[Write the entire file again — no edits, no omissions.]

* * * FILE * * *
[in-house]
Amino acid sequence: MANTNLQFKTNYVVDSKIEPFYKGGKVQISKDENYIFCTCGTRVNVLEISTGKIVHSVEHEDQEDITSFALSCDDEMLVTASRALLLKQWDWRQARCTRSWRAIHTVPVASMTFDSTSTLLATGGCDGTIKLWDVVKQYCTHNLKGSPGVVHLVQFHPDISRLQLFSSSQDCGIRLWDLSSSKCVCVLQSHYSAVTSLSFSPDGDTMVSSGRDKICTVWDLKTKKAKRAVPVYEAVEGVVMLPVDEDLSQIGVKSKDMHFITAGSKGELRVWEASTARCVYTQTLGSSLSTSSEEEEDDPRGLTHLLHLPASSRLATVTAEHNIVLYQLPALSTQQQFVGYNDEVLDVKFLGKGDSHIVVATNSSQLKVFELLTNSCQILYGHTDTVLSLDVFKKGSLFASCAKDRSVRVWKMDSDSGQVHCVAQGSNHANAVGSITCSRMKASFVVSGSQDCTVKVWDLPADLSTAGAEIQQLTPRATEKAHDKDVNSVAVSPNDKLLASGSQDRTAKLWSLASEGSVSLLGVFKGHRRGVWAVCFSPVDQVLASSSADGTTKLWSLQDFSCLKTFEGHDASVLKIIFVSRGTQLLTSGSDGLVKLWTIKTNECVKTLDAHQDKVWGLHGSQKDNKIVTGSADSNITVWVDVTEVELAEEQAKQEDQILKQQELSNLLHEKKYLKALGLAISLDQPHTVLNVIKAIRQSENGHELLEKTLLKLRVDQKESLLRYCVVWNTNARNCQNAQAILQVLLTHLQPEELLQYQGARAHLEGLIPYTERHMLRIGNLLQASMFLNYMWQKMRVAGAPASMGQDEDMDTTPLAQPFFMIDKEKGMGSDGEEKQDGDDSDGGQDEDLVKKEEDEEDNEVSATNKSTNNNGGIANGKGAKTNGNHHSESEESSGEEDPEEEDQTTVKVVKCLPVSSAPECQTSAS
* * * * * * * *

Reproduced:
[in-house]
Amino acid sequence: MANTNLQFKTNYVVDSKIEPFYKGGKVQISKDENYIFCTCGTRVNVLEISTGKIVHSVEHEDQEDITSFALSCDDEMLVTASRALLLKQWDWRQARCTRSWRAIHTVPVASMTFDSTSTLLATGGCDGTIKLWDVVKQYCTHNLKGSPGVVHLVQFHPDISRLQLFSSSQDCGIRLWDLSSSKCVCVLQSHYSAVTSLSFSPDGDTMVSSGRDKICTVWDLKTKKAKRAVPVYEAVEGVVMLPVDEDLSQIGVKSKDMHFITAGSKGELRVWEASTARCVYTQTLGSSLSTSSEEEEDDPRGLTHLLHLPASSRLATVTAEHNIVLYQLPALSTQQQFVGYNDEVLDVKFLGKGDSHIVVATNSSQLKVFELLTNSCQILYGHTDTVLSLDVFKKGSLFASCAKDRSVRVWKMDSDSGQVHCVAQGSNHANAVGSITCSRMKASFVVSGSQDCTVKVWDLPADLSTAGAEIQQLTPRATEKAHDKDVNSVAVSPNDKLLASGSQDRTAKLWSLASEGSVSLLGVFKGHRRGVWAVCFSPVDQVLASSSADGTTKLWSLQDFSCLKTFEGHDASVLKIIFVSRGTQLLTSGSDGLVKLWTIKTNECVKTLDAHQDKVWGLHGSQKDNKIVTGSADSNITVWVDVTEVELAEEQAKQEDQILKQQELSNLLHEKKYLKALGLAISLDQPHTVLNVIKAIRQSENGHELLEKTLLKLRVDQKESLLRYCVVWNTNARNCQNAQAILQVLLTHLQPEELLQYQGARAHLEGLIPYTERHMLRIGNLLQASMFLNYMWQKMRVAGAPASMGQDEDMDTTPLAQPFFMIDKEKGMGSDGEEKQDGDDSDGGQDEDLVKKEEDEEDNEVSATNKSTNNNGGIANGKGAKTNGNHHSESEESSGEEDPEEEDQTTVKVVKCLPVSSAPECQTSAS